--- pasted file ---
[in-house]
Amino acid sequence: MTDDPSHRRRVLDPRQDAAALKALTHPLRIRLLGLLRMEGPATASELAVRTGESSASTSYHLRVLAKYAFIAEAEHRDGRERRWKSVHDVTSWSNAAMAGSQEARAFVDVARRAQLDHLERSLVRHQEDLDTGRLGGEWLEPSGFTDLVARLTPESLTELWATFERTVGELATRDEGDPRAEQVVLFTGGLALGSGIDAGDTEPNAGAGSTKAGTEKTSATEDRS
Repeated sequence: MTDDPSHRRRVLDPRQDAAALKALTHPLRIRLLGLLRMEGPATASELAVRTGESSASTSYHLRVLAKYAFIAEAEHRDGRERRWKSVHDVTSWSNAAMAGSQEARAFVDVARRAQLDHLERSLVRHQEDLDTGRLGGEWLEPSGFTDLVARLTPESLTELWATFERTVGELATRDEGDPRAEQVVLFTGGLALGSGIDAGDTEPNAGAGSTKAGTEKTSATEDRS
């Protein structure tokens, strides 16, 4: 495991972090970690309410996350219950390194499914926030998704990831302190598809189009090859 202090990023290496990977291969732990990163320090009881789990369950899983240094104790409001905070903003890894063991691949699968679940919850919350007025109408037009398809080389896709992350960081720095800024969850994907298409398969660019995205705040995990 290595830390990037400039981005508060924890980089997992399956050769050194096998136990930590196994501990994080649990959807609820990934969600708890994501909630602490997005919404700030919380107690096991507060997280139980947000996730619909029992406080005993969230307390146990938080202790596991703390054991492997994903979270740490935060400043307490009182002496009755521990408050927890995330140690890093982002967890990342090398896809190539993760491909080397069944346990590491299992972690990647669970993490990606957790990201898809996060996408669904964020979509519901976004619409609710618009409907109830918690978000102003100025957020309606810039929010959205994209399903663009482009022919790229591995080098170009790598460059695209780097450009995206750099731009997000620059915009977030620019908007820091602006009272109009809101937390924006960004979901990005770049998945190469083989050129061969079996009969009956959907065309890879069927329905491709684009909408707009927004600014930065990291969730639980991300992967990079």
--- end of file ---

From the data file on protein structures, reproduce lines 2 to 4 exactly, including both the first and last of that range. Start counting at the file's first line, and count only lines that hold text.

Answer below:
Amino acid sequence: MTDDPSHRRRVLDPRQDAAALKALTHPLRIRLLGLLRMEGPATASELAVRTGESSASTSYHLRVLAKYAFIAEAEHRDGRERRWKSVHDVTSWSNAAMAGSQEARAFVDVARRAQLDHLERSLVRHQEDLDTGRLGGEWLEPSGFTDLVARLTPESLTELWATFERTVGELATRDEGDPRAEQVVLFTGGLALGSGIDAGDTEPNAGAGSTKAGTEKTSATEDRS
Repeated sequence: MTDDPSHRRRVLDPRQDAAALKALTHPLRIRLLGLLRMEGPATASELAVRTGESSASTSYHLRVLAKYAFIAEAEHRDGRERRWKSVHDVTSWSNAAMAGSQEARAFVDVARRAQLDHLERSLVRHQEDLDTGRLGGEWLEPSGFTDLVARLTPESLTELWATFERTVGELATRDEGDPRAEQVVLFTGGLALGSGIDAGDTEPNAGAGSTKAGTEKTSATEDRS
């Protein structure tokens, strides 16, 4: 495991972090970690309410996350219950390194499914926030998704990831302190598809189009090859 202090990023290496990977291969732990990163320090009881789990369950899983240094104790409001905070903003890894063991691949699968679940919850919350007025109408037009398809080389896709992350960081720095800024969850994907298409398969660019995205705040995990 290595830390990037400039981005508060924890980089997992399956050769050194096998136990930590196994501990994080649990959807609820990934969600708890994501909630602490997005919404700030919380107690096991507060997280139980947000996730619909029992406080005993969230307390146990938080202790596991703390054991492997994903979270740490935060400043307490009182002496009755521990408050927890995330140690890093982002967890990342090398896809190539993760491909080397069944346990590491299992972690990647669970993490990606957790990201898809996060996408669904964020979509519901976004619409609710618009409907109830918690978000102003100025957020309606810039929010959205994209399903663009482009022919790229591995080098170009790598460059695209780097450009995206750099731009997000620059915009977030620019908007820091602006009272109009809101937390924006960004979901990005770049998945190469083989050129061969079996009969009956959907065309890879069927329905491709684009909408707009927004600014930065990291969730639980991300992967990079």